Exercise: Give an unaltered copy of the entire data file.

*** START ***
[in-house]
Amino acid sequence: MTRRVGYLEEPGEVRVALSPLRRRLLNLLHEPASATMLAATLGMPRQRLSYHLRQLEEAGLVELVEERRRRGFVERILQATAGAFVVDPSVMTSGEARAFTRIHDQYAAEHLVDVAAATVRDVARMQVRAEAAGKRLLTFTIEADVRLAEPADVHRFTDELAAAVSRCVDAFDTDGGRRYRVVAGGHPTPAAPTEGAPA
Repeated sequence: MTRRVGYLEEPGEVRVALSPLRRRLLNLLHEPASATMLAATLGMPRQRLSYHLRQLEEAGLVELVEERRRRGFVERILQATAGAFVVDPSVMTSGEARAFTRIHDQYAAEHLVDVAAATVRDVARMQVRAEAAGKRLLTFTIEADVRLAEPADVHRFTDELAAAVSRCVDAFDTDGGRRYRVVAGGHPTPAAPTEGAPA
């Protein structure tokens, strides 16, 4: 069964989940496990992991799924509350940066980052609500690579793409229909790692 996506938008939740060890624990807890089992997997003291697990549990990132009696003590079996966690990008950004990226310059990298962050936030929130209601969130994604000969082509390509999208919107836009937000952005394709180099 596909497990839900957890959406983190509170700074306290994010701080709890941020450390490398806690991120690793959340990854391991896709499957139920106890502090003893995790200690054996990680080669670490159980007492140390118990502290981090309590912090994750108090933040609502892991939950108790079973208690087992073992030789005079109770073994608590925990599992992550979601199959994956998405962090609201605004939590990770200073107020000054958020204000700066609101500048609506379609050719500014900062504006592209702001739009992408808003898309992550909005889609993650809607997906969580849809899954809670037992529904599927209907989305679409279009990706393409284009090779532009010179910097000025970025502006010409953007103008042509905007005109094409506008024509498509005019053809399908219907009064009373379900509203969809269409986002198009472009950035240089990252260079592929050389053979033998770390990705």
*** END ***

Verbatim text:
[in-house]
Amino acid sequence: MTRRVGYLEEPGEVRVALSPLRRRLLNLLHEPASATMLAATLGMPRQRLSYHLRQLEEAGLVELVEERRRRGFVERILQATAGAFVVDPSVMTSGEARAFTRIHDQYAAEHLVDVAAATVRDVARMQVRAEAAGKRLLTFTIEADVRLAEPADVHRFTDELAAAVSRCVDAFDTDGGRRYRVVAGGHPTPAAPTEGAPA
Repeated sequence: MTRRVGYLEEPGEVRVALSPLRRRLLNLLHEPASATMLAATLGMPRQRLSYHLRQLEEAGLVELVEERRRRGFVERILQATAGAFVVDPSVMTSGEARAFTRIHDQYAAEHLVDVAAATVRDVARMQVRAEAAGKRLLTFTIEADVRLAEPADVHRFTDELAAAVSRCVDAFDTDGGRRYRVVAGGHPTPAAPTEGAPA
């Protein structure tokens, strides 16, 4: 069964989940496990992991799924509350940066980052609500690579793409229909790692 996506938008939740060890624990807890089992997997003291697990549990990132009696003590079996966690990008950004990226310059990298962050936030929130209601969130994604000969082509390509999208919107836009937000952005394709180099 596909497990839900957890959406983190509170700074306290994010701080709890941020450390490398806690991120690793959340990854391991896709499957139920106890502090003893995790200690054996990680080669670490159980007492140390118990502290981090309590912090994750108090933040609502892991939950108790079973208690087992073992030789005079109770073994608590925990599992992550979601199959994956998405962090609201605004939590990770200073107020000054958020204000700066609101500048609506379609050719500014900062504006592209702001739009992408808003898309992550909005889609993650809607997906969580849809899954809670037992529904599927209907989305679409279009990706393409284009090779532009010179910097000025970025502006010409953007103008042509905007005109094409506008024509498509005019053809399908219907009064009373379900509203969809269409986002198009472009950035240089990252260079592929050389053979033998770390990705």